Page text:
Poland officially began its participation in the U.S. Visa Waiver Program (VWP) on November 11. Under the program, Polish nationals can now spend up to 90 days in the United States without first obtaining a visa. Overall, Poland’s entry into the program will benefit tourists and business travelers from Poland, as well as give a boost to the U.S. tourism industry.

The VWP began in 1986 as an exercise in public diplomacy designed to facilitate tourism and reciprocal freedom of travel among the United States and its allies. Since the terrorist attacks of September 11, 2001, it has also become a source of intelligence for counter-terrorism operations. Participating countries agree to share any available information on criminals and suspected terrorists with the U.S. government.

With the inclusion of Poland, the VWP now encompasses 39 countries, most of which are in Europe. Nevertheless, there is some resentment in Europe that Bulgaria, Croatia, Cyprus, and Romania have not yet been admitted to the program, even though U.S. tourists and short-term business travelers don’t need visas to enter those countries.

To some, this appears to run counter to the spirit of reciprocity that is supposed to characterize the VWP. However, these countries have not yet met a crucial threshold required by the U.S. government for participation in the program: the rate at which their citizens are refused U.S. visas has not fallen below 3%.

The number of visitors to the United States arriving through the VWP has grown enormously over the past two decades, from 12.4 million in Fiscal Year (FY) 1996 to 21.2 million in FY 2015.

These numbers translate into a substantial economic impact. In FY 2014, VWP travelers added $190 billion to the U.S. economy and sustained nearly one million U.S. jobs. Research suggests that the VWP may increase bilateral trade between participating countries as well.

The U.S. Travel Association estimates that Poland’s addition into the program could generate an estimated $702 million in travel spending and over 4,000 American jobs within the first three years.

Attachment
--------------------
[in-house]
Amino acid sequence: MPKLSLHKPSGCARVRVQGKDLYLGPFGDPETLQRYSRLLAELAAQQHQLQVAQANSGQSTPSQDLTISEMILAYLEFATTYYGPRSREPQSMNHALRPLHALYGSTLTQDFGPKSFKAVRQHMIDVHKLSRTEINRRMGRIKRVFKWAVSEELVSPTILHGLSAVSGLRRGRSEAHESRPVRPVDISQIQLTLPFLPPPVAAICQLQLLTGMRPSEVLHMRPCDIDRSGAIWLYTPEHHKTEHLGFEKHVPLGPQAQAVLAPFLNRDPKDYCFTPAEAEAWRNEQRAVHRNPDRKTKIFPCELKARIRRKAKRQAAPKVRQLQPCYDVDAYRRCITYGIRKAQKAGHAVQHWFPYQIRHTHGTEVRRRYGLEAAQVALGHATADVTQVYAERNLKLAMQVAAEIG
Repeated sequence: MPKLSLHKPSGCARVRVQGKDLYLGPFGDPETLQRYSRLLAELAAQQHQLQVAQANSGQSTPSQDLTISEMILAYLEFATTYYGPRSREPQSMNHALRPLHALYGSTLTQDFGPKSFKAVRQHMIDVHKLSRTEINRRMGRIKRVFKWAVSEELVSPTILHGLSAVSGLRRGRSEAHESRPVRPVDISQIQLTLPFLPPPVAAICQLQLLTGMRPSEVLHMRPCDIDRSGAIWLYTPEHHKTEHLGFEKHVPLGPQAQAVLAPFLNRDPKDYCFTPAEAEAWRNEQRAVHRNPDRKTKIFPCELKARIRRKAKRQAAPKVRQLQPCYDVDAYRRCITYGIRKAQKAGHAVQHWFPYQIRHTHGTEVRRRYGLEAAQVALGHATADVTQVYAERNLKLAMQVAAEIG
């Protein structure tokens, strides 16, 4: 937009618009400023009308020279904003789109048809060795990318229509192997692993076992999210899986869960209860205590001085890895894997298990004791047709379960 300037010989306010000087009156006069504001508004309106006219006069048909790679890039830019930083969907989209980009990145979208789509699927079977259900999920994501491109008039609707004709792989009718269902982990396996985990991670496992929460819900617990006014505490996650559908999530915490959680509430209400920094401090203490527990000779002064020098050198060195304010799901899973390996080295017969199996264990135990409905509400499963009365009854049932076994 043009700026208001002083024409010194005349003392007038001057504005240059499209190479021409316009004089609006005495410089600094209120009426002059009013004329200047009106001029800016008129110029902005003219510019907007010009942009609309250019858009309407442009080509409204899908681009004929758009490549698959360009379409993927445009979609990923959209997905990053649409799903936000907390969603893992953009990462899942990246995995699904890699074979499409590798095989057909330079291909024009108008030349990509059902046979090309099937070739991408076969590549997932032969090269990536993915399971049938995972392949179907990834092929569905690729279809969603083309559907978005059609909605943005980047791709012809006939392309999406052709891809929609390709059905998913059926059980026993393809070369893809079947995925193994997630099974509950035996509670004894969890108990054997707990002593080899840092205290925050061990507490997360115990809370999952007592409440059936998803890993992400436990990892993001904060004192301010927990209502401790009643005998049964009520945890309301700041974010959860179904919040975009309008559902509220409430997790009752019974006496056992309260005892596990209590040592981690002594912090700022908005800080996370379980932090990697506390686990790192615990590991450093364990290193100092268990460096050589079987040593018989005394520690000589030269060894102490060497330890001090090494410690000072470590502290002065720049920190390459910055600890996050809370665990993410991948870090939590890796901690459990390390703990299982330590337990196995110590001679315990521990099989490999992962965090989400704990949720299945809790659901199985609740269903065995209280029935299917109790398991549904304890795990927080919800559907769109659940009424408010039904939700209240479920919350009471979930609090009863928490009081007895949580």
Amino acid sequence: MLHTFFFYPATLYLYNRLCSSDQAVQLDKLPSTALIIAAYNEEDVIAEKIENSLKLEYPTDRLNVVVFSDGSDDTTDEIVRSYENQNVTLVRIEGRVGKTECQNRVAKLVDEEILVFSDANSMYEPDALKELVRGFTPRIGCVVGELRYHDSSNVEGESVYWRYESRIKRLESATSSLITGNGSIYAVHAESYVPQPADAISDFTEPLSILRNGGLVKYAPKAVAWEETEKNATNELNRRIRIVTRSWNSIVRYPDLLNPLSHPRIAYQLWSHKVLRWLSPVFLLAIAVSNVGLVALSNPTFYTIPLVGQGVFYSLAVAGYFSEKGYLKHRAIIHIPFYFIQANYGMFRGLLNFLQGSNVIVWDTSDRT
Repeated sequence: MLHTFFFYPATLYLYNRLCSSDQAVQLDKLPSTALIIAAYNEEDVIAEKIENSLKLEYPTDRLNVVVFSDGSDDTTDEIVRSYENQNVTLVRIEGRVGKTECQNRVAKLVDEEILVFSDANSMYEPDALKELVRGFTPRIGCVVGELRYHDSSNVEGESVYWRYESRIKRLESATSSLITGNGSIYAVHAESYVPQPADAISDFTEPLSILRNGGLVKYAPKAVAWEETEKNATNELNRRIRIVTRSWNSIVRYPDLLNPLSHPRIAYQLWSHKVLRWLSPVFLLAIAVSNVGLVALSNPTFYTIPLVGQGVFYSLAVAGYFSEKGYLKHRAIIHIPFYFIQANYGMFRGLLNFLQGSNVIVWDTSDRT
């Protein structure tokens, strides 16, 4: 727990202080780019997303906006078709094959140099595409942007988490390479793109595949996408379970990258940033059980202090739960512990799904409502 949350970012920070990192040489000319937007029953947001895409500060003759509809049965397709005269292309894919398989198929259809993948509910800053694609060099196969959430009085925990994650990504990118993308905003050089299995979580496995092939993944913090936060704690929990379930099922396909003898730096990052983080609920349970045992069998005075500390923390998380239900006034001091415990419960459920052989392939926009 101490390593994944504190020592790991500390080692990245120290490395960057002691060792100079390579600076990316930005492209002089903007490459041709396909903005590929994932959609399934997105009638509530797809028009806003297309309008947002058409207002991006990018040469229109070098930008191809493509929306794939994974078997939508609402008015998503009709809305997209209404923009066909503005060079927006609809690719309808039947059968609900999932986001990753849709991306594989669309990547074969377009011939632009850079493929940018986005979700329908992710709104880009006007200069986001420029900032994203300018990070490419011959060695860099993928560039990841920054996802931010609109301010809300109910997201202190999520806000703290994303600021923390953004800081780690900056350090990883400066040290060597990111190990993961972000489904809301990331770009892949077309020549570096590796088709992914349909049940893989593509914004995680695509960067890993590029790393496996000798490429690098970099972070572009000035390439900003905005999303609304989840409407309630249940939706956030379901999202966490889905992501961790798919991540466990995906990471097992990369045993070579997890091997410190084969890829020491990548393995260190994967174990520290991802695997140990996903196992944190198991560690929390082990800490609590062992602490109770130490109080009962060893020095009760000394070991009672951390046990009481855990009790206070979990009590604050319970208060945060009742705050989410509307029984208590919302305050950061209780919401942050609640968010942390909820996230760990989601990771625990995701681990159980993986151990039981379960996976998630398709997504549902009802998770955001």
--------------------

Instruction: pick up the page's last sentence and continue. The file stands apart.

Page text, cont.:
Roger Dow, president of the association, said the program has the “ability to increase both American prosperity and American security—not to mention bolstering our relationships with our most important geopolitical allies—makes it a shining example of innovative, win-win policymaking.”

Not surprisingly, the security requirements of the VWP proliferated after 9/11. For instance, VWP travelers must carry a passport equipped with a data chip containing biometric information. Like all travelers today, VWP travelers are checked against a variety of law enforcement and intelligence databases.

On the downside, VWP travelers forfeit certain options that other noncitizens admitted on nonimmigrant visas generally have.

For example, except in an emergency, a noncitizen admitted under the VWP cannot remain in the United States beyond 90 days and cannot seek a change of status. Also, if the government decides that the VWP traveler should not have been admitted to the United States, they cannot challenge that decision. VWP travelers retain the right to apply for asylum, however.

The flaws of the VWP aside, the addition of Poland to the program is good for both Poland and the United States.